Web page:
A few weeks to a couple months after you give birth, your doc will tell you, “Okay, you’re good to exercise.” As if it were that simple.
Not that long ago, you squeezed a person out of your body, and now you’re hormonal (and you thought you were bad during pregnancy!), breastfeeding, sleep-deprived, and, oh yeah, have a crying baby to contend with. So how exactly are you supposed to exercise? Here, experts share the dos and don’ts of getting back into fitness post-pregnancy.
“Many women are understandably eager to return to their pre-baby fitness routine,” says Lisa Corsello, certified personal trainer, founder of Burn fitness studios in California. “There is a lot of focus on ‘I used to be able to do this, so I should be able to do it now,’ which can lead to lots of frustration and, in some cases, setbacks.” In fact, Janet Hamilton, certified strength and conditioning specialist, a clinical exercise physiologist with Running Strong in Atlanta, has even seen women suffer pelvic and sacral stress fractures when pushing themselves too hard post-pregnancy.
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During pregnancy, your body produces hormones that relax your body’s ligaments so that the baby can pass through your birth canal. For a while after giving birth, those ligaments are still loose, meaning that your joints aren’t as stable as they once were, says Hamilton. Meanwhile, hormones involved in the production of breast milk can throw off your ability to exercise as you used to. “Training at a high level should be put off until your body is back in balance, including hormonally,” she says. That means until after you’re done breast-feeding.
Holding, feeding, and carrying a baby around can work your wrist like never before, says Corsello. Prevent overworking them by taking it easy on your wrists during exercise. Modify any exercises like planks, pushups, or tricep dips that require you to hold your weight in your hands with flexed wrists. For instance, you could try doing planks on your forearms, performing bench presses, and completing cable tricep extensions.
“Your abdominal and pelvic floor muscles have been stretched, your spine has likely been in a position of more than usual extension, and your hips are likely a little off kilter from the spreading of your pelvis,” says Hamilton. The solution: Working your pelvic floor, the base of your core. While you can perform Kegels just sitting on the couch, even better is to integrate them into your exercise routine. Hold the down-there contraction during planks. Or every time you squat or do a lunge sets, draw the pelvic floor up as you stand, says Corsello. That way, you’ll train your entire core—pelvic floor and all—to work together.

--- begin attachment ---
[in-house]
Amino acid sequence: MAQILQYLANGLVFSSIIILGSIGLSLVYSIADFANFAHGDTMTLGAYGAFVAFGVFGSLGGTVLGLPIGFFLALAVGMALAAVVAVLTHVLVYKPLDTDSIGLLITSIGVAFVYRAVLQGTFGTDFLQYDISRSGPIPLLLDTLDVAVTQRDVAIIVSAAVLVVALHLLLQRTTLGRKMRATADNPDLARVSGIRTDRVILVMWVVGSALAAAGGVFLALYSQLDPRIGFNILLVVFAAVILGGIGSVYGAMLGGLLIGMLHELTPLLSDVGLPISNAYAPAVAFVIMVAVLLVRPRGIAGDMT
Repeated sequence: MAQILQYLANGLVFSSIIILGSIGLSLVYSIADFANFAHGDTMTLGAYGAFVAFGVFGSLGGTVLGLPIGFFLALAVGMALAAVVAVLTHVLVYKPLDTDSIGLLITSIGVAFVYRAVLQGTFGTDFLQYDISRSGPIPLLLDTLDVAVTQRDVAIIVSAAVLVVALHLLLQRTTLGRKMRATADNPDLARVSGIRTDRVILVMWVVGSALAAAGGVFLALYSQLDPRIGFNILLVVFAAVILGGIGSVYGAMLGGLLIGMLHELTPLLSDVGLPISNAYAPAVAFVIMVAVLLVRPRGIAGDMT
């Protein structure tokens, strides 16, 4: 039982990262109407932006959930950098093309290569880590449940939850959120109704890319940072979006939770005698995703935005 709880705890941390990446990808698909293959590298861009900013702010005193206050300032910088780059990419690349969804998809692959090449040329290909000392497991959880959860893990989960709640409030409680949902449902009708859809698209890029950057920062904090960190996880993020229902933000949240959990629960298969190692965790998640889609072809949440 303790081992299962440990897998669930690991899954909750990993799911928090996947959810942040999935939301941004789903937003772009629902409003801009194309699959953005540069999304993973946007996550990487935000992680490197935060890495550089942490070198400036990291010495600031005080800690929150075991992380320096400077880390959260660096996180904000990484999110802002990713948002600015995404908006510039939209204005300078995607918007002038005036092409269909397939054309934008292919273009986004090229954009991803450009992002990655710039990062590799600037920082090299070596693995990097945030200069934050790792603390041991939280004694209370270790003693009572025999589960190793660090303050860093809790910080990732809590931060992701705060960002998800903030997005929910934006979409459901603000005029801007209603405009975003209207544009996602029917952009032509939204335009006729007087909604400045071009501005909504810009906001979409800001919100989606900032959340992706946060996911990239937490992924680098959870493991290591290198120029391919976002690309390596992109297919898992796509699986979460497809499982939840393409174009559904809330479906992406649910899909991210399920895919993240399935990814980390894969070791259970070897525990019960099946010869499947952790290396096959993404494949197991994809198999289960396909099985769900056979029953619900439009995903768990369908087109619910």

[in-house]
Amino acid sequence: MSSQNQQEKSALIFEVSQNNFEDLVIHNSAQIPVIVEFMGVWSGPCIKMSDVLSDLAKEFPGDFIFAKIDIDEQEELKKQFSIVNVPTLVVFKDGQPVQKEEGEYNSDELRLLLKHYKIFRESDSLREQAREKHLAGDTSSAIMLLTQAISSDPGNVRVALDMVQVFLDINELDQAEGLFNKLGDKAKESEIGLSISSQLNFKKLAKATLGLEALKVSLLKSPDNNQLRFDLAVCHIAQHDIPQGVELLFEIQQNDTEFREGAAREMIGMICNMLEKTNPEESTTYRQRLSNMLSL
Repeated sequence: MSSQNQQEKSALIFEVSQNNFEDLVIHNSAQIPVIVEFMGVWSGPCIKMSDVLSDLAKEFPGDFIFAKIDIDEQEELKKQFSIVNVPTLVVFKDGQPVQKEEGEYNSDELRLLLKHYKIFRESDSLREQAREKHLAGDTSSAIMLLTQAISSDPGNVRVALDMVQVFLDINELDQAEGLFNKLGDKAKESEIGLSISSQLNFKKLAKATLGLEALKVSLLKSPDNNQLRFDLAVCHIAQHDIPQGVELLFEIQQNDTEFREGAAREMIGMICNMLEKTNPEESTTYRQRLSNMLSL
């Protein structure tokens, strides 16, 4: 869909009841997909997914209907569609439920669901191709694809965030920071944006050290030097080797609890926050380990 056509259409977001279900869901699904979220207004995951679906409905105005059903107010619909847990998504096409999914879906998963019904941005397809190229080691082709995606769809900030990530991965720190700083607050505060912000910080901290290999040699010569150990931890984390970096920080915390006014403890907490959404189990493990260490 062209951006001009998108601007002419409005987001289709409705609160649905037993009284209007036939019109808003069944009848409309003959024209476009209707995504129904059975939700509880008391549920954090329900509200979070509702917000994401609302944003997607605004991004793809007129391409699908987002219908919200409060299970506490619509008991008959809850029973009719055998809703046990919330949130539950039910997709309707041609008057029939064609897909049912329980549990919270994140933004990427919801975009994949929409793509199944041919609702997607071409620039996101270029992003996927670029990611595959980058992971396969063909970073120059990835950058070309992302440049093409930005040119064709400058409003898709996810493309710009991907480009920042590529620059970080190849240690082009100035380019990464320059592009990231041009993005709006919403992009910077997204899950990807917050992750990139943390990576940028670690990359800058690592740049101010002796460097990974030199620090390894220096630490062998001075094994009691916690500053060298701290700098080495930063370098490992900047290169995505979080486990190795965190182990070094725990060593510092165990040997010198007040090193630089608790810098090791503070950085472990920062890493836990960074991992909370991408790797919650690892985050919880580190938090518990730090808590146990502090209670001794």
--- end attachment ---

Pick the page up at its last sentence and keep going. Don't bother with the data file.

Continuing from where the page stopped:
Like we said, after giving birth, your body is still full of ligament-loosening hormones. That can make high-impact exercises like running, jumping, and plyometrics rough on your joints, says certified perinatal instructor, Jacquelyn Brennan, certified strength and conditioning specialist, co-founder of Mindfuel Wellness. Plus, it can take a few months or more to regain the strength of your pelvic floor muscles, which hold your internal organs in place like a sling. If yours are weak, high-impact exercises may make everything feel “jostle-y” and even lead to urinary leakage, she says.
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Taking your baby along with you on your runs is a great way to squeeze in exercise and spend quality time with your newborn. But it’s important to remember that pushing a stroller changes things up. “For one thing, by holding the jogging stroller, your hands are fixed and you don’t have natural arm swing to counterbalance the rotational forces of your legs wing, so your back kind of bears the brunt of it,” says Hamilton. Start by walking then jogging in short intervals before increasing your mileage. Also, if you experience any back pain, ease off of the stroller-in-tow running.
“Avoid abdominal crunches, full spinal extension, and twisting exercises until cleared of diastasis recti by your doctor, fitness professional, or physical therapist,” says Brennan. During pregnancy, your growing uterus can cause your rectus abdominis “six pack” muscle to split down the center into two three packs. These exercises can all exacerbate the problem, she says.
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Just because you’re avoiding crunches doesn’t mean you can’t work your core. Ab exercises that require keeping a stable spine—like planks and bird-dogs—engage the transverse abdominis, your inner core musculature, without putting stress on your rectus abdominis, says Brennan. Plus, your transverse abdominis is critical to stabilizing your spine, supporting your back, lifting your pelvic floor, and pulling your belly for a pre-baby silhouette, she says.